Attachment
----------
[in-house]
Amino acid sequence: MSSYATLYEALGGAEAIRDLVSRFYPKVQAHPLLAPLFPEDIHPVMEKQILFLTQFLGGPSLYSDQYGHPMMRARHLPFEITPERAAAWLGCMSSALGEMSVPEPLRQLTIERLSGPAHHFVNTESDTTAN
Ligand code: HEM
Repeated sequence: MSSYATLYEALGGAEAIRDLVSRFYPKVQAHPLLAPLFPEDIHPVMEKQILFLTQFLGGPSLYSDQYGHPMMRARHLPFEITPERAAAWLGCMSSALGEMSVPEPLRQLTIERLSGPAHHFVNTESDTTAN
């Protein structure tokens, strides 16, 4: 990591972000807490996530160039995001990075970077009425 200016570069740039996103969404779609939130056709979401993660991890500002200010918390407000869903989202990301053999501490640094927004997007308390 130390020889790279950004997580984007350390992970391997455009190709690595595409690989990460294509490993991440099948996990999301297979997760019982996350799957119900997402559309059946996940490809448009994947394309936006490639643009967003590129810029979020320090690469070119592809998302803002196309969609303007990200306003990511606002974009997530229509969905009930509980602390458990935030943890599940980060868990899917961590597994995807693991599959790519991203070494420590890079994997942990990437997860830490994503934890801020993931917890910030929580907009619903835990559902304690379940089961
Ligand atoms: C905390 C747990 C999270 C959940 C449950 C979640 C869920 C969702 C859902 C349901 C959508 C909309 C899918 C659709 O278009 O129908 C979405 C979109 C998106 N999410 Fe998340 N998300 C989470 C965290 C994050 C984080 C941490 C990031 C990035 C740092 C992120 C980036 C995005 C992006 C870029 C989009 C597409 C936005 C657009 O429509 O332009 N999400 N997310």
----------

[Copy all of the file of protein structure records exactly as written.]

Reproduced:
[in-house]
Amino acid sequence: MSSYATLYEALGGAEAIRDLVSRFYPKVQAHPLLAPLFPEDIHPVMEKQILFLTQFLGGPSLYSDQYGHPMMRARHLPFEITPERAAAWLGCMSSALGEMSVPEPLRQLTIERLSGPAHHFVNTESDTTAN
Ligand code: HEM
Repeated sequence: MSSYATLYEALGGAEAIRDLVSRFYPKVQAHPLLAPLFPEDIHPVMEKQILFLTQFLGGPSLYSDQYGHPMMRARHLPFEITPERAAAWLGCMSSALGEMSVPEPLRQLTIERLSGPAHHFVNTESDTTAN
């Protein structure tokens, strides 16, 4: 990591972000807490996530160039995001990075970077009425 200016570069740039996103969404779609939130056709979401993660991890500002200010918390407000869903989202990301053999501490640094927004997007308390 130390020889790279950004997580984007350390992970391997455009190709690595595409690989990460294509490993991440099948996990999301297979997760019982996350799957119900997402559309059946996940490809448009994947394309936006490639643009967003590129810029979020320090690469070119592809998302803002196309969609303007990200306003990511606002974009997530229509969905009930509980602390458990935030943890599940980060868990899917961590597994995807693991599959790519991203070494420590890079994997942990990437997860830490994503934890801020993931917890910030929580907009619903835990559902304690379940089961
Ligand atoms: C905390 C747990 C999270 C959940 C449950 C979640 C869920 C969702 C859902 C349901 C959508 C909309 C899918 C659709 O278009 O129908 C979405 C979109 C998106 N999410 Fe998340 N998300 C989470 C965290 C994050 C984080 C941490 C990031 C990035 C740092 C992120 C980036 C995005 C992006 C870029 C989009 C597409 C936005 C657009 O429509 O332009 N999400 N997310």